Spacing — Objects that are clustered closer together seem farther away. Also horizontal lines will move closer or even converge (disappear) as they near the horizon line.
Focus — Objects tend to lose detail as they recede into the horizon. This does mean they are out of focus or blurry.
Use atmospheric perspective to create depth in an illustration or painting of only two or more mountain ranges.
Create depth in an illustration or painting of a field of sunflowers or other type of flower using “size and placement”.
Space in art refers to the distance or area between, around, above, below, or within shapes and forms found within a composition. In this discussion we will be taking a closer look at several different ways space is used in art. These are:
Positive and Negative Space
There are two types of space in art: positive and negative. Both positive and negative space are important factors to be considered in every good composition. They occur in both two-dimension and three-dimension art and are complementary to one another. One impacts on and affects the reading of the other.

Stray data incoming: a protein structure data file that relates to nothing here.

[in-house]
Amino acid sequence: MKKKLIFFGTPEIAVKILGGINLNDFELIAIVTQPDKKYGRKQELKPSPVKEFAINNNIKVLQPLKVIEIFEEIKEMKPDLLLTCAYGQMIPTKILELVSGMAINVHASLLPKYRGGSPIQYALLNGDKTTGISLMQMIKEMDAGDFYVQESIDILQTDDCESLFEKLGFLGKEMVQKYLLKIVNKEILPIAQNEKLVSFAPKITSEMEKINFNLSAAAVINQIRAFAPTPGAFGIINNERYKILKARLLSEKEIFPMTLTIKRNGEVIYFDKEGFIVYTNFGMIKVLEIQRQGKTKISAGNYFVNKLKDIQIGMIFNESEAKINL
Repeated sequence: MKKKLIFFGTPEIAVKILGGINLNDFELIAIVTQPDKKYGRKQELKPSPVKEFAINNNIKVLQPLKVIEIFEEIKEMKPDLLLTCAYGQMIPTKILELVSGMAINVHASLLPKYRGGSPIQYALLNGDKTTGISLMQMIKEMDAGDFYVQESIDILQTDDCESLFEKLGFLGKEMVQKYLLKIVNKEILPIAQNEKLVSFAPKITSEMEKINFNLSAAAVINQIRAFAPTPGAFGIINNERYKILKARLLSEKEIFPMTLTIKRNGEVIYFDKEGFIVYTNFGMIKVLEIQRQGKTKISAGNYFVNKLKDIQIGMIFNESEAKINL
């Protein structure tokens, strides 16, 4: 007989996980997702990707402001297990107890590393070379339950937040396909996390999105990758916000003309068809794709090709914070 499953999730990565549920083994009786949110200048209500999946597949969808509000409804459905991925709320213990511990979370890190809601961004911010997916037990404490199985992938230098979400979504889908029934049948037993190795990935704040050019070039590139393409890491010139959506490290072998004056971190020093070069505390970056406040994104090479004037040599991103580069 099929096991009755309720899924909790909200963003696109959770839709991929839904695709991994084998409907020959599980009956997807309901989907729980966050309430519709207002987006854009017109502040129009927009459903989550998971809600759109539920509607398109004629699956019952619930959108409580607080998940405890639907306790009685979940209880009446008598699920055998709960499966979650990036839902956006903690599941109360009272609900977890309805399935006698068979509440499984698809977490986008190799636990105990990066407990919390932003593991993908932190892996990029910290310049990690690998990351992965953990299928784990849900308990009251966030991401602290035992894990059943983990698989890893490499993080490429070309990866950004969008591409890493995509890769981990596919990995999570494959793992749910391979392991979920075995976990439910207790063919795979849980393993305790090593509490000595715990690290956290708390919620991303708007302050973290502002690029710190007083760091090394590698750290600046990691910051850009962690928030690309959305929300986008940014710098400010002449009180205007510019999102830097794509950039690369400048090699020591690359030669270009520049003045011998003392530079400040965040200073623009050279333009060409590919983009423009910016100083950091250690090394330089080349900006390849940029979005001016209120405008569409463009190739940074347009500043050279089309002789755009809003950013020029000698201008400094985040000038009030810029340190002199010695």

Positive space is the “occupied” areas in a work of art that is filled with something such as lines, colors and shapes. It is the primary subject matter of a painting; the animals, plants, building, mountain, vase, people, etc., that forms your area-of-interest. It dominates the eye and is the focal point in a composition.
In the example here, positive space (the area in black) is represented as the forms themselves… i.e. the vase, the individual letters, or the words “positive space”. It is the opposite of negative space.
Negative space is the unoccupied areas that surround the subject matter. It is more passive in nature and is defined by the edges of the positive space it surrounds. It is what gives definition to our composition.
In the example, it is the “empty space” (the area in black) or unoccupied areas that lies between objects, shapes and forms within a composition, and is also the space in the background that is not at first noticeable. It goes in all directions and goes on forever. It flows in, around and between shapes and objects.
Do you see the shapes in negative space? These shapes have substance or mass and is not simply the absence of something. This is important to remember. Negative space has weight and mass, and plays an important role in defining your subject.
Negative space is most evident when the space around a subject matter, and not the form itself, forms an interesting or artistically relevant shape. In this case the use of negative space is very much a key element of the artistic composition. In the example above, the negative space forms a shape of two men face to face.